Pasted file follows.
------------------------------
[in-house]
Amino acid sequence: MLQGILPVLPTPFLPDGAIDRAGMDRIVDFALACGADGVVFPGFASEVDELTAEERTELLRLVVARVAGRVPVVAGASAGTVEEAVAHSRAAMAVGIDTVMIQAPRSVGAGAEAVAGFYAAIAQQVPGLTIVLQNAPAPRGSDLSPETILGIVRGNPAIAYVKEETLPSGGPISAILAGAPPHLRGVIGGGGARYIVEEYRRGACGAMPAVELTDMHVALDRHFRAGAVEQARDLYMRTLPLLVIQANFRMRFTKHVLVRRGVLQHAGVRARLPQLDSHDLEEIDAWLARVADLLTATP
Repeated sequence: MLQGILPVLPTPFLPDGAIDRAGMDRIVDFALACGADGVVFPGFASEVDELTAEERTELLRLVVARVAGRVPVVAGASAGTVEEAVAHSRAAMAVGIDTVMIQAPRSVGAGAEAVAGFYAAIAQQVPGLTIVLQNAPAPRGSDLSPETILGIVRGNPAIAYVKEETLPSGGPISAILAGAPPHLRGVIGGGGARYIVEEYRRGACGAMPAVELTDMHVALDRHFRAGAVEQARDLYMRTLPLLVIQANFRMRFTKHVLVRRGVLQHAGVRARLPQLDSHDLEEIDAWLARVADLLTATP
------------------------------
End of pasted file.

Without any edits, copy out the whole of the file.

[in-house]
Amino acid sequence: MLQGILPVLPTPFLPDGAIDRAGMDRIVDFALACGADGVVFPGFASEVDELTAEERTELLRLVVARVAGRVPVVAGASAGTVEEAVAHSRAAMAVGIDTVMIQAPRSVGAGAEAVAGFYAAIAQQVPGLTIVLQNAPAPRGSDLSPETILGIVRGNPAIAYVKEETLPSGGPISAILAGAPPHLRGVIGGGGARYIVEEYRRGACGAMPAVELTDMHVALDRHFRAGAVEQARDLYMRTLPLLVIQANFRMRFTKHVLVRRGVLQHAGVRARLPQLDSHDLEEIDAWLARVADLLTATP
Repeated sequence: MLQGILPVLPTPFLPDGAIDRAGMDRIVDFALACGADGVVFPGFASEVDELTAEERTELLRLVVARVAGRVPVVAGASAGTVEEAVAHSRAAMAVGIDTVMIQAPRSVGAGAEAVAGFYAAIAQQVPGLTIVLQNAPAPRGSDLSPETILGIVRGNPAIAYVKEETLPSGGPISAILAGAPPHLRGVIGGGGARYIVEEYRRGACGAMPAVELTDMHVALDRHFRAGAVEQARDLYMRTLPLLVIQANFRMRFTKHVLVRRGVLQHAGVRARLPQLDSHDLEEIDAWLARVADLLTATP